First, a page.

Edward Bloor’s Crusader is the kind of book I love: engaging plot; exquisitely drawn, realistic characters; and a thought-provoking story where both the characters and a patcrusaderient reader grow and come to new realizations by the end of the book.

When we first meet Roberta Ritter, a 15-year old girl who works, for free, in her family’s virtual reality mall arcade, she’s not much more than a oddball doormat. She’s observant and thoughtful, but also very naive and young for her age.  She tells everyone (and believes) that her mother died 7 years before of a heart attack and since then, Roberta really hasn’t grown up much.  She has to fend for herself since her neglectful father spends all his time with a new girlfriend, and her circle of friends is made up of the few hangers-on at the family’s arcade and in other mall shops.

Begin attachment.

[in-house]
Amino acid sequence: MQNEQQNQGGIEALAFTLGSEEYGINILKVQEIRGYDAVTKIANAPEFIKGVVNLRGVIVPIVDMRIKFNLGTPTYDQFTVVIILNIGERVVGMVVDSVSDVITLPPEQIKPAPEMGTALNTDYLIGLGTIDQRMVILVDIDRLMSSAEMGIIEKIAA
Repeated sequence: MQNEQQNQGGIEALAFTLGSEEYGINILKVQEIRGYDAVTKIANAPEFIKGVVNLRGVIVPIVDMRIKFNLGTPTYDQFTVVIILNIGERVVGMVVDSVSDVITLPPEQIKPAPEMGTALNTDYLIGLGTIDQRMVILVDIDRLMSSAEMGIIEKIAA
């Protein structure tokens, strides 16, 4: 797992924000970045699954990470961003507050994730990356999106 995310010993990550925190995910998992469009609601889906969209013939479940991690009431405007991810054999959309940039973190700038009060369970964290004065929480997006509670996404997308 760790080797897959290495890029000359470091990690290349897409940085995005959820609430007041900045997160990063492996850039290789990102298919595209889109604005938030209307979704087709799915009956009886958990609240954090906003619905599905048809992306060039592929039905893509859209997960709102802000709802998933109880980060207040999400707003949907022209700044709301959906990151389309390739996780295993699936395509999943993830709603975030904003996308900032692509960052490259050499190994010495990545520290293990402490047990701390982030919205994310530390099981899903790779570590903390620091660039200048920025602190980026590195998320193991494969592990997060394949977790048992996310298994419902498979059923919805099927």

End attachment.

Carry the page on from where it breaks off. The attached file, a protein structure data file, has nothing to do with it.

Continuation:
Roberta slowly wakes up to life around her as she’s drawn into mysteries surrounding her: hate crimes that are taking place at the run-down, suburban Florida mall where she works; shady dealings with a local businessman running for political office; and more personally, shocking information about her mother’s death.  In sorting out reality from fantasy, denials, silences and fear, Roberta learns to stand up for herself, the truth, and what’s right.  And by the end of this deep, complex and enjoyable book, she has become a crusader.

  • Posted by Cori

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